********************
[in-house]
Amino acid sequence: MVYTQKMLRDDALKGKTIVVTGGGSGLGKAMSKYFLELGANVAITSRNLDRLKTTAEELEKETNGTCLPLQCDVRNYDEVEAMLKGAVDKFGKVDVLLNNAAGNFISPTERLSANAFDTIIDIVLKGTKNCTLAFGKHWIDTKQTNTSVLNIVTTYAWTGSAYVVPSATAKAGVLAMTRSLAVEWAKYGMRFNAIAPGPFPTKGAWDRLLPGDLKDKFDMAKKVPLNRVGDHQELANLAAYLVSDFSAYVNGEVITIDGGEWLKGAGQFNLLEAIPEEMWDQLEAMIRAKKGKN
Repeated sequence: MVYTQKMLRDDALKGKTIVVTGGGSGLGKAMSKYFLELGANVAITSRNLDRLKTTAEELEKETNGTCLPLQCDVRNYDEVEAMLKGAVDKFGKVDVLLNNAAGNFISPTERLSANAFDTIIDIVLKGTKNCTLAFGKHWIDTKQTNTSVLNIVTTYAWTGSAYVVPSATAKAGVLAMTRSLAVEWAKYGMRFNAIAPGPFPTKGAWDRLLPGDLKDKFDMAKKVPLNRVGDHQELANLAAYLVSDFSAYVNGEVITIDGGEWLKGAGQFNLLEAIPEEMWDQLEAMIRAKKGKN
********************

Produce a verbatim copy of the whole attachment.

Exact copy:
[in-house]
Amino acid sequence: MVYTQKMLRDDALKGKTIVVTGGGSGLGKAMSKYFLELGANVAITSRNLDRLKTTAEELEKETNGTCLPLQCDVRNYDEVEAMLKGAVDKFGKVDVLLNNAAGNFISPTERLSANAFDTIIDIVLKGTKNCTLAFGKHWIDTKQTNTSVLNIVTTYAWTGSAYVVPSATAKAGVLAMTRSLAVEWAKYGMRFNAIAPGPFPTKGAWDRLLPGDLKDKFDMAKKVPLNRVGDHQELANLAAYLVSDFSAYVNGEVITIDGGEWLKGAGQFNLLEAIPEEMWDQLEAMIRAKKGKN
Repeated sequence: MVYTQKMLRDDALKGKTIVVTGGGSGLGKAMSKYFLELGANVAITSRNLDRLKTTAEELEKETNGTCLPLQCDVRNYDEVEAMLKGAVDKFGKVDVLLNNAAGNFISPTERLSANAFDTIIDIVLKGTKNCTLAFGKHWIDTKQTNTSVLNIVTTYAWTGSAYVVPSATAKAGVLAMTRSLAVEWAKYGMRFNAIAPGPFPTKGAWDRLLPGDLKDKFDMAKKVPLNRVGDHQELANLAAYLVSDFSAYVNGEVITIDGGEWLKGAGQFNLLEAIPEEMWDQLEAMIRAKKGKN